Les Miserables

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Cambridge Scholars Publishing, 2009 - Fiction - 432 pages
41 Reviews
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This historic book may have numerous typos, missing text or index. Purchasers can download a free scanned copy of the original book (without typos) from the publisher. 1862. Not illustrated. Excerpt: ... BOOK VIII--THE NOXIOUS POOR MARIUS, LOOKING FOR A GIRL WITH A HAT, MEETS A MAN WITH A CAP Summer passed, then autumn; winter came. Neither M. Leblanc nor the young girl had set foot in the Luxembourg. Marius had now but one thought, to see that sweet, that adorable face again. He searched continually; he searched everywhere: he found nothing. He was no longer Marius the enthusiastic dreamer, the resolute man, ardent yet firm, the bold challenger of destiny, the brain which projected and built future upon future, the young heart full of plans, projects, prides, ideas, and desires; he was a lost dog. He fell into a melancholy. It was all over with him. Work disgusted him, walking fatigued him, solitude wearied him, vast nature, once so full of forms, of illuminations, of voices, of counsels, of perspectives, of horizons, of teachings, was now a void before him. It seemed to him that everything had disappeared. He was still full of thought, for he could not be otherwise; but he no longer found pleasure in his thoughts. To all which they were silently but incessantly proposing to him, he answered in the gloom: What is the use? He reproached himself a hundred times. Why did I follow her? I was so happy in seeing her only! She looked upon me; was not that infinite? She had the appearance of loving me. Was not that everything? I desired to have what? There is nothing more after that. At another time, an accidental meeting produced a singular effect upon him. In one of the little streets in the neighbourhood of the Boulevard des Invalides, he saw a man dressed like a labourer, wearing a cap with a long visor, from beneath which escaped a few locks of very white hair. Marius was struck by the beauty of this white hair, and noticed the man who was walking with slow steps ...

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LibraryThing Review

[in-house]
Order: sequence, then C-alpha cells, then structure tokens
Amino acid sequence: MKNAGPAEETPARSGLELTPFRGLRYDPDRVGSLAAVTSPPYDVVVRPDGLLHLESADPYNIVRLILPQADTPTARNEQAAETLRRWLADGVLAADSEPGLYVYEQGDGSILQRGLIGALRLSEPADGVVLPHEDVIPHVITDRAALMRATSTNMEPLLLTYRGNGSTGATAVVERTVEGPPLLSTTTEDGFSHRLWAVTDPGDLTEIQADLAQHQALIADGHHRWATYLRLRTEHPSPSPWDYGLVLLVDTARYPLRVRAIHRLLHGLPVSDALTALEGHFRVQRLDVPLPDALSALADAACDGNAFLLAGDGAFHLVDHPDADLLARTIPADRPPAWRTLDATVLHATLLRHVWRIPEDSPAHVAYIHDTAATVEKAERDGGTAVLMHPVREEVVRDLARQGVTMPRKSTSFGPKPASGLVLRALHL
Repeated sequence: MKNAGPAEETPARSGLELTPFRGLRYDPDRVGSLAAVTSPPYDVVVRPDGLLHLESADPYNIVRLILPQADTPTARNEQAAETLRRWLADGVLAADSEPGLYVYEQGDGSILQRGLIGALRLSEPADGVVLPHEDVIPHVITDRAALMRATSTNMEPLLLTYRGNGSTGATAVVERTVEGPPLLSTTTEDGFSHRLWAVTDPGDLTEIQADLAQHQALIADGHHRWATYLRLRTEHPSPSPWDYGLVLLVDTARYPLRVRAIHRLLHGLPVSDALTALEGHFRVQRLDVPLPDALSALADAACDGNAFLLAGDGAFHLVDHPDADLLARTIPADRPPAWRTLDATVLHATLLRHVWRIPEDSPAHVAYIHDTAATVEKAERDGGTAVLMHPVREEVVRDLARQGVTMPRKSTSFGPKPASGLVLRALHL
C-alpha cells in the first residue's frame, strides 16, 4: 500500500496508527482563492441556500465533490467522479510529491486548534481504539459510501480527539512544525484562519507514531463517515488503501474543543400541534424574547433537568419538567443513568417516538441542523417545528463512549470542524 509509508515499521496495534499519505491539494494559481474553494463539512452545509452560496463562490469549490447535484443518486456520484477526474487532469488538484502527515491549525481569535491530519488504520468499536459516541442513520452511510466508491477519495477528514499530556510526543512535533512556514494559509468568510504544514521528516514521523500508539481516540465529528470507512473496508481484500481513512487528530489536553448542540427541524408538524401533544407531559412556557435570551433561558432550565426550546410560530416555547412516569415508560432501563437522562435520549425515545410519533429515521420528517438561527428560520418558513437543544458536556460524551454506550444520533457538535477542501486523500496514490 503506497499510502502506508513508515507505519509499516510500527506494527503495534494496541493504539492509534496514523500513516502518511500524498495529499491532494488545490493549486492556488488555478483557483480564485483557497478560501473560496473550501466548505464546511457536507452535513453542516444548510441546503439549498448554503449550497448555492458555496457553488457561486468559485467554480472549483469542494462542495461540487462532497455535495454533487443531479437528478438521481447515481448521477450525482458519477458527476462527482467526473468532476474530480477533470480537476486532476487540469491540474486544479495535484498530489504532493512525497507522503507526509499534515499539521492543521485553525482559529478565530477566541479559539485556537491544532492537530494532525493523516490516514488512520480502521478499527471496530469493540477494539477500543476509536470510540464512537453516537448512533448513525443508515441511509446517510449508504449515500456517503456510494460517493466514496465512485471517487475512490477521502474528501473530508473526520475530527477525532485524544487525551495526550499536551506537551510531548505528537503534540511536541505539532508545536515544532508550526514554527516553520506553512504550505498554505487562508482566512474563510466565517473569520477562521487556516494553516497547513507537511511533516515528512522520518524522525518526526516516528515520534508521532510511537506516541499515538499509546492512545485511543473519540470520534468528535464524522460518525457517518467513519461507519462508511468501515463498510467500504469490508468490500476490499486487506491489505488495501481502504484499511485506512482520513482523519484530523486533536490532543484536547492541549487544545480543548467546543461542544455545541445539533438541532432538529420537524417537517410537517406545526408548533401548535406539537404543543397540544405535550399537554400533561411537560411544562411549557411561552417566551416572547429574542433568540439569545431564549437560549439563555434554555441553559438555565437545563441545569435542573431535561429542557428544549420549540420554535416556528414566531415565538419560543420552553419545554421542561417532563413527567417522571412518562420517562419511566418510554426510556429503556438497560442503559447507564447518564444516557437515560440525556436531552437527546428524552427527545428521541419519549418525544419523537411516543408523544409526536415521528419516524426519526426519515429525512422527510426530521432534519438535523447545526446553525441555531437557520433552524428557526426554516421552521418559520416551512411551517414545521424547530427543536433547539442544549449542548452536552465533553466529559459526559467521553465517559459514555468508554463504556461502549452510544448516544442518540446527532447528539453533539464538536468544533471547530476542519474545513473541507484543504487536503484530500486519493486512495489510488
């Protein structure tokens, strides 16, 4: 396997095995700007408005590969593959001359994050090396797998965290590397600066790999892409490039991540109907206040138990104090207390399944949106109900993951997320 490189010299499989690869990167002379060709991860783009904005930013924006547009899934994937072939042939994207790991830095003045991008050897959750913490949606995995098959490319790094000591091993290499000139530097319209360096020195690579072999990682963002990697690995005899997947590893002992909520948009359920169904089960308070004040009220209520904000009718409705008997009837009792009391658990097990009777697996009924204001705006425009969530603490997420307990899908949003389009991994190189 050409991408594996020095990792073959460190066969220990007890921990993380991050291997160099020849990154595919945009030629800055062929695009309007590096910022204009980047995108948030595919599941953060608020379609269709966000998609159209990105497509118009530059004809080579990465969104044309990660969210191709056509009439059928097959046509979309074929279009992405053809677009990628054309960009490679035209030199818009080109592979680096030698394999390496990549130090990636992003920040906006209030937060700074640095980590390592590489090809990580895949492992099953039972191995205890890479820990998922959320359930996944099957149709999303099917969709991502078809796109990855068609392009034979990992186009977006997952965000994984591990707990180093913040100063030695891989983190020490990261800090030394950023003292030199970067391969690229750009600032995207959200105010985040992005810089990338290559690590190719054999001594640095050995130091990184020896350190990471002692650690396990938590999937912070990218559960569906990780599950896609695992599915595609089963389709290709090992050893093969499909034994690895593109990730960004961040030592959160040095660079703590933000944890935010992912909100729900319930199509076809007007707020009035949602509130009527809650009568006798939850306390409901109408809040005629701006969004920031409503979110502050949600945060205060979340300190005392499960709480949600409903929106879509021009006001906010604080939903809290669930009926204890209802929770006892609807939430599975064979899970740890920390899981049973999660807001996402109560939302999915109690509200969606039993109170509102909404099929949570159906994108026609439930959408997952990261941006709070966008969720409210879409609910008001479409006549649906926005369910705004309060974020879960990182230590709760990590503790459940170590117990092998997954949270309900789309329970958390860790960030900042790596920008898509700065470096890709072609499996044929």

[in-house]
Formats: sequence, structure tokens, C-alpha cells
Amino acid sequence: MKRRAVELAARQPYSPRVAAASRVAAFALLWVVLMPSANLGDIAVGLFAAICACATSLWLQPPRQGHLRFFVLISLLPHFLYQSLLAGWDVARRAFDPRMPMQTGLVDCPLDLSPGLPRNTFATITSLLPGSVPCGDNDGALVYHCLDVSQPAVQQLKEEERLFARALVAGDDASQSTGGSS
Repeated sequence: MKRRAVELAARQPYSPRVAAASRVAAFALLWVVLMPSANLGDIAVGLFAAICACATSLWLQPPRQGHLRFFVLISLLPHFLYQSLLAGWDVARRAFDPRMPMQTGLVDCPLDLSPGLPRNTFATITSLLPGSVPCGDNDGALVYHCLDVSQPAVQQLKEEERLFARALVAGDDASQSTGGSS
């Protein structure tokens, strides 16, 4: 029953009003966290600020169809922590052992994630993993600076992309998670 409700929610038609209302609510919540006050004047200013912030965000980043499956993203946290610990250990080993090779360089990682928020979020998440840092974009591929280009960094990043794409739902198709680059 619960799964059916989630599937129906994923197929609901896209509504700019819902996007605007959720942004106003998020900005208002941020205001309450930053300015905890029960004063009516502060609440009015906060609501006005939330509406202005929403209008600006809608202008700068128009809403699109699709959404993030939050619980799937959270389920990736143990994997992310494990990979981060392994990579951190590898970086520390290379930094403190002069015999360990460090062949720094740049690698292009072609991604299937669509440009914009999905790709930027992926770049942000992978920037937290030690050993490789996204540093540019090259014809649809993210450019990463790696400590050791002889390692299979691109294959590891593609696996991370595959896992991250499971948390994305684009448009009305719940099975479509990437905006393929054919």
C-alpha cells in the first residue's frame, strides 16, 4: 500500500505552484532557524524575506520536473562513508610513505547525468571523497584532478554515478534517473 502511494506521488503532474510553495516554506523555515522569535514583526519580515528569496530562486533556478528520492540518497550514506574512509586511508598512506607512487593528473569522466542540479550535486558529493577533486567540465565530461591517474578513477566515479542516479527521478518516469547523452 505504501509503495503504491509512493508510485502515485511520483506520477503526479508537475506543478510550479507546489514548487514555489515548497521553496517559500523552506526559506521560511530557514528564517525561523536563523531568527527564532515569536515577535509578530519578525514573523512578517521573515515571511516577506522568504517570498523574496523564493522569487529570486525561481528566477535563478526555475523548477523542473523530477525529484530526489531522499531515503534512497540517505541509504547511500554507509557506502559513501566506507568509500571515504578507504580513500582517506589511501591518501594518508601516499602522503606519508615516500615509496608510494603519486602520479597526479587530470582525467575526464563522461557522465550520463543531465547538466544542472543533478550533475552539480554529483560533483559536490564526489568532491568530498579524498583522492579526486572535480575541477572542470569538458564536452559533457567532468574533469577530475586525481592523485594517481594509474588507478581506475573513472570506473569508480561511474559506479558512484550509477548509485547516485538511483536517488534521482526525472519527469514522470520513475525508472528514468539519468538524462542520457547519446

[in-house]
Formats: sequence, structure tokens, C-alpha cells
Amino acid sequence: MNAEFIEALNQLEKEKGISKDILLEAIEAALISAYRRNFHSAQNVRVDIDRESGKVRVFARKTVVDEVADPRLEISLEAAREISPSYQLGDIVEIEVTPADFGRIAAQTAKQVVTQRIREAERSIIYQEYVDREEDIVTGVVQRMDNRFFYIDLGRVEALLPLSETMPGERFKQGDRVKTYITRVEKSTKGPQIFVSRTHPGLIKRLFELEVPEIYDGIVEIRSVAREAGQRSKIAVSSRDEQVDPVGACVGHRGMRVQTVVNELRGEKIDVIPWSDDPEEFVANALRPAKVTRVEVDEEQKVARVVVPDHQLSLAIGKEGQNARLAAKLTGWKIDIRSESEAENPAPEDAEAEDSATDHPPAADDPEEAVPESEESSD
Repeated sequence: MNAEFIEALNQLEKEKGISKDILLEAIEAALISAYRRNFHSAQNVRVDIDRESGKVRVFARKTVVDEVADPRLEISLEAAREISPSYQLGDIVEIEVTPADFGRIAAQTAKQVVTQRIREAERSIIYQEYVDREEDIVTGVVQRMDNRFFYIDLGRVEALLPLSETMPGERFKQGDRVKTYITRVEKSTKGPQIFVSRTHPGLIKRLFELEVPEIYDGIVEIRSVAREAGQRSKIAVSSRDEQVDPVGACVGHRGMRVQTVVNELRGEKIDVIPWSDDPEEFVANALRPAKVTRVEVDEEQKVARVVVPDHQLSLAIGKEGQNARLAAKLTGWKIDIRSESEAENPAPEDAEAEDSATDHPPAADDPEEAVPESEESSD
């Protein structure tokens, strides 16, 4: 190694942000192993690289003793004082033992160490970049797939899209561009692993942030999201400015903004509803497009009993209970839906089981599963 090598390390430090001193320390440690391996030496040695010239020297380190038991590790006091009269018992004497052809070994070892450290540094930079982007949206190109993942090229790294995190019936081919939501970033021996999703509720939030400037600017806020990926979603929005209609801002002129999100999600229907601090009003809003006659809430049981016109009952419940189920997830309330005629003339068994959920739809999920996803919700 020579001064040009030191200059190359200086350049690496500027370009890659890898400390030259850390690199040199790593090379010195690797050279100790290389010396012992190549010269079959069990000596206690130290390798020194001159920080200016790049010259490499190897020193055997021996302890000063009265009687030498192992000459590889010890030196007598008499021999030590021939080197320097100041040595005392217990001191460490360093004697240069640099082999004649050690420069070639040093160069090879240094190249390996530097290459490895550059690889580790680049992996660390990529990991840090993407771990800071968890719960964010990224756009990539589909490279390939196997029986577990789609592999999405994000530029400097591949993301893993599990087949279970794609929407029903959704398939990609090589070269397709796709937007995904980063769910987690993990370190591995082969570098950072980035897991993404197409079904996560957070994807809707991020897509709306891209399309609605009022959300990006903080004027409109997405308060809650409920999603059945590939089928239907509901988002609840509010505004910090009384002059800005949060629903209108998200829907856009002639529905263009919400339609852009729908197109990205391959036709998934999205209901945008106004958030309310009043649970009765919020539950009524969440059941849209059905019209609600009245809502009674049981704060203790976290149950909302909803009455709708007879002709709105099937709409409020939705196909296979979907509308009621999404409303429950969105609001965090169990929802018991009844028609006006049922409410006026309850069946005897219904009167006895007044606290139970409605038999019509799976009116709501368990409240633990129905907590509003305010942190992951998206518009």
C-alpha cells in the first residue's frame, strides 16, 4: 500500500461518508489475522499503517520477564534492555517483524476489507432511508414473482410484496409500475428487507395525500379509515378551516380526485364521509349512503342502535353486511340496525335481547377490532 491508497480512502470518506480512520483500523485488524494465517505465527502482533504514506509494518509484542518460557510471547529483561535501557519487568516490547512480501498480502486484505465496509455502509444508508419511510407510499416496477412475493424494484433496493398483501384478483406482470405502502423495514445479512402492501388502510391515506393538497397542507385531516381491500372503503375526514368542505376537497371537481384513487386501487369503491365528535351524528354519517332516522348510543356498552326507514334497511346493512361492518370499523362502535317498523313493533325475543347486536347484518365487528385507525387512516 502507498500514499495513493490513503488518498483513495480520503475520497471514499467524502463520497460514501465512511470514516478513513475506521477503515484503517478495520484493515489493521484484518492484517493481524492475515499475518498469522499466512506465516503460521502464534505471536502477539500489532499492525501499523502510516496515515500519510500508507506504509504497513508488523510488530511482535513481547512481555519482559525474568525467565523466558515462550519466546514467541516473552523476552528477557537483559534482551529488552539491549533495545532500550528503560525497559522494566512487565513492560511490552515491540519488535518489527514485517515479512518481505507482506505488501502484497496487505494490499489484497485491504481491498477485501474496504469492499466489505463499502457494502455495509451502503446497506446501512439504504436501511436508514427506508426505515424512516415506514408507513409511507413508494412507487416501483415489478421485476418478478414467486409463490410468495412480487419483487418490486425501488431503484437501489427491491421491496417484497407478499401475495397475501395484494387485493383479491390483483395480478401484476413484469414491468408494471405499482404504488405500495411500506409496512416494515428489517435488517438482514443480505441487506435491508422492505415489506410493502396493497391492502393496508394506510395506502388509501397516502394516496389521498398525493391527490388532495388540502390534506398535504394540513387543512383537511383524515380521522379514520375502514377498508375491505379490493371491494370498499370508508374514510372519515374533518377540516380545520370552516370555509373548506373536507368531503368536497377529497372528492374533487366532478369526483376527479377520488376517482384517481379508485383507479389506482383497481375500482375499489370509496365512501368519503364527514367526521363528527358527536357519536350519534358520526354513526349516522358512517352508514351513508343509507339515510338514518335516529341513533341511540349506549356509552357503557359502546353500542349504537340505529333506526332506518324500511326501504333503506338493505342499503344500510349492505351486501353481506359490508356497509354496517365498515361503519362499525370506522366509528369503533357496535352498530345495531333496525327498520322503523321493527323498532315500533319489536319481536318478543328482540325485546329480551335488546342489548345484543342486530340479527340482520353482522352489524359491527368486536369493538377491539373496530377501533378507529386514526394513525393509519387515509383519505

User Review  - 06nwingert - LibraryThing

It’s been nearly a decade since I read Les Mis. This edition splits up Hugo’s epic tome into 3 smaller volumes, so as to get the depth of the story and characters, Read full review

A heavy classic.

User Review  - jasmine w. - Overstock.com

Of course its a great book its a classic. Its a heavy read though. Physically the book is made of great quality and has held up very well thru several readings. The binding is still on tight. I have had this book for several years now. Read full review

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About the author (2009)

Victor Hugo, born in 1802 in Besancon, France, was one of the leading French authors of the Romantic movement. Although he originally studied law, Hugo dreamed of writing. In 1819, he founded the journal Conservateur Litteraire as an outlet for his dream and soon produced volumes of poetry, plays, and novels. Hugo's most notable works include The Hunchback of Notre Dame and Les Miserables. Published in 1831, The Hunchback of Notre Dame appealed to the public's consciousness concerning society and the treatment of outcasts. It was with the publication of Les Miserables in 1862 that Hugo gained international fame. Another tale of outcasts, this story follows the life of Jean Valjean, a man imprisoned for 19 years for stealing a loaf of bread. After his release from prison, Valjean is hunted by the policeman Javert. Full of intricate details, the story also describes the famous Battle of Waterloo. (Hugo's father had been an officer in Napoleon's army.) Both of these works have been adapted for the stage and screen many times. These adaptations include the Walt Disney version of The Hunchback of Notre Dame, and the award-winning musical sensation Les Miserables. In addition to his literary career, Hugo also held political office. In 1841, he was elected to the Academie Francaise. After political upheaval in 1851, he was exiled and remained so until 1870. He returned to Paris in 1871 and was elected to the National Assembly, though he soon resigned. During Hugo's life, he had suffered devastating losses, including the death of his daughter in 1843, his wife in 1868, one son in 1871, and another in 1873. He lived out the rest of his life as a national hero and symbol of excellence, dying on May 22, 1888.

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